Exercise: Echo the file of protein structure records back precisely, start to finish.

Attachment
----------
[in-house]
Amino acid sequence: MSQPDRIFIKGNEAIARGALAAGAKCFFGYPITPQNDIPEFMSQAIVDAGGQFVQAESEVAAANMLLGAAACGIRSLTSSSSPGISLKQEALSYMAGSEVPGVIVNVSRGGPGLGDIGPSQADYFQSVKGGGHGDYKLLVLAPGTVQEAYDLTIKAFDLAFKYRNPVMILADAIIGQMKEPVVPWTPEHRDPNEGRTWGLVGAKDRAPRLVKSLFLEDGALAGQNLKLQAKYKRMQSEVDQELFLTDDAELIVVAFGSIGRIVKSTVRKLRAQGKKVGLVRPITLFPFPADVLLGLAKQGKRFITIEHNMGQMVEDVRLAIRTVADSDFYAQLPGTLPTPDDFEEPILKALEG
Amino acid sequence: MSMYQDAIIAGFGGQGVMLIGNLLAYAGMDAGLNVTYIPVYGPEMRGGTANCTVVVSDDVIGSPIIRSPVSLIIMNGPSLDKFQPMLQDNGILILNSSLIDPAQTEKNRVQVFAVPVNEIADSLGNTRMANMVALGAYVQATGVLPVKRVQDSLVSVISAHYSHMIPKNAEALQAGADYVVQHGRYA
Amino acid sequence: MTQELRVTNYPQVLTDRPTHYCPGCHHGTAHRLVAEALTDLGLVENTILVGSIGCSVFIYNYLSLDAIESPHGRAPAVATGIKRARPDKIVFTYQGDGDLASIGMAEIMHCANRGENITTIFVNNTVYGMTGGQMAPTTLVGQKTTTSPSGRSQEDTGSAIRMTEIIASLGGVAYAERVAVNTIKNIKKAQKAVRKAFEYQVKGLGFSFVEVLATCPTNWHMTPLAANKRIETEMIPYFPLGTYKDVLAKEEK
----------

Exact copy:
[in-house]
Amino acid sequence: MSQPDRIFIKGNEAIARGALAAGAKCFFGYPITPQNDIPEFMSQAIVDAGGQFVQAESEVAAANMLLGAAACGIRSLTSSSSPGISLKQEALSYMAGSEVPGVIVNVSRGGPGLGDIGPSQADYFQSVKGGGHGDYKLLVLAPGTVQEAYDLTIKAFDLAFKYRNPVMILADAIIGQMKEPVVPWTPEHRDPNEGRTWGLVGAKDRAPRLVKSLFLEDGALAGQNLKLQAKYKRMQSEVDQELFLTDDAELIVVAFGSIGRIVKSTVRKLRAQGKKVGLVRPITLFPFPADVLLGLAKQGKRFITIEHNMGQMVEDVRLAIRTVADSDFYAQLPGTLPTPDDFEEPILKALEG
Amino acid sequence: MSMYQDAIIAGFGGQGVMLIGNLLAYAGMDAGLNVTYIPVYGPEMRGGTANCTVVVSDDVIGSPIIRSPVSLIIMNGPSLDKFQPMLQDNGILILNSSLIDPAQTEKNRVQVFAVPVNEIADSLGNTRMANMVALGAYVQATGVLPVKRVQDSLVSVISAHYSHMIPKNAEALQAGADYVVQHGRYA
Amino acid sequence: MTQELRVTNYPQVLTDRPTHYCPGCHHGTAHRLVAEALTDLGLVENTILVGSIGCSVFIYNYLSLDAIESPHGRAPAVATGIKRARPDKIVFTYQGDGDLASIGMAEIMHCANRGENITTIFVNNTVYGMTGGQMAPTTLVGQKTTTSPSGRSQEDTGSAIRMTEIIASLGGVAYAERVAVNTIKNIKKAQKAVRKAFEYQVKGLGFSFVEVLATCPTNWHMTPLAANKRIETEMIPYFPLGTYKDVLAKEEK